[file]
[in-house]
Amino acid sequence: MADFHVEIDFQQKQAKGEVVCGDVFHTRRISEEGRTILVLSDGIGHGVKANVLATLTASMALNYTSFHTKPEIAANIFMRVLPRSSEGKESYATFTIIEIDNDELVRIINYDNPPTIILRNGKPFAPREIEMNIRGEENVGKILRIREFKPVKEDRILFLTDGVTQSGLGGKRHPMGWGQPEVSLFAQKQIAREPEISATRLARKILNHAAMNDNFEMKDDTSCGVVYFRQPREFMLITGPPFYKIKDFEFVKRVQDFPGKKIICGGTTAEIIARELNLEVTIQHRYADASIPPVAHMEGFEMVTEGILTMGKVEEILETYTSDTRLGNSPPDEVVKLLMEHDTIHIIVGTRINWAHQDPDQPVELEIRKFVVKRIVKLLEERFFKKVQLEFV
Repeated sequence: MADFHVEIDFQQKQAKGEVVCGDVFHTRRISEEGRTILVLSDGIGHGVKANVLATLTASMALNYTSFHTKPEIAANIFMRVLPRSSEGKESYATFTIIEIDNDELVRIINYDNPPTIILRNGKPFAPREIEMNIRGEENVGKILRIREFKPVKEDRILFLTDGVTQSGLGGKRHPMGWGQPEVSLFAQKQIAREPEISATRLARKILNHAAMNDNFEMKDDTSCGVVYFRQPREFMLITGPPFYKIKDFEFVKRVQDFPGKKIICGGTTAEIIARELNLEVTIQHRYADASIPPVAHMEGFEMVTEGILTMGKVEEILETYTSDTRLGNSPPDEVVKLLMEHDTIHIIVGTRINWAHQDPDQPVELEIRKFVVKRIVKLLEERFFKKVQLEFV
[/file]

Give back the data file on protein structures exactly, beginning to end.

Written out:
[in-house]
Amino acid sequence: MADFHVEIDFQQKQAKGEVVCGDVFHTRRISEEGRTILVLSDGIGHGVKANVLATLTASMALNYTSFHTKPEIAANIFMRVLPRSSEGKESYATFTIIEIDNDELVRIINYDNPPTIILRNGKPFAPREIEMNIRGEENVGKILRIREFKPVKEDRILFLTDGVTQSGLGGKRHPMGWGQPEVSLFAQKQIAREPEISATRLARKILNHAAMNDNFEMKDDTSCGVVYFRQPREFMLITGPPFYKIKDFEFVKRVQDFPGKKIICGGTTAEIIARELNLEVTIQHRYADASIPPVAHMEGFEMVTEGILTMGKVEEILETYTSDTRLGNSPPDEVVKLLMEHDTIHIIVGTRINWAHQDPDQPVELEIRKFVVKRIVKLLEERFFKKVQLEFV
Repeated sequence: MADFHVEIDFQQKQAKGEVVCGDVFHTRRISEEGRTILVLSDGIGHGVKANVLATLTASMALNYTSFHTKPEIAANIFMRVLPRSSEGKESYATFTIIEIDNDELVRIINYDNPPTIILRNGKPFAPREIEMNIRGEENVGKILRIREFKPVKEDRILFLTDGVTQSGLGGKRHPMGWGQPEVSLFAQKQIAREPEISATRLARKILNHAAMNDNFEMKDDTSCGVVYFRQPREFMLITGPPFYKIKDFEFVKRVQDFPGKKIICGGTTAEIIARELNLEVTIQHRYADASIPPVAHMEGFEMVTEGILTMGKVEEILETYTSDTRLGNSPPDEVVKLLMEHDTIHIIVGTRINWAHQDPDQPVELEIRKFVVKRIVKLLEERFFKKVQLEFV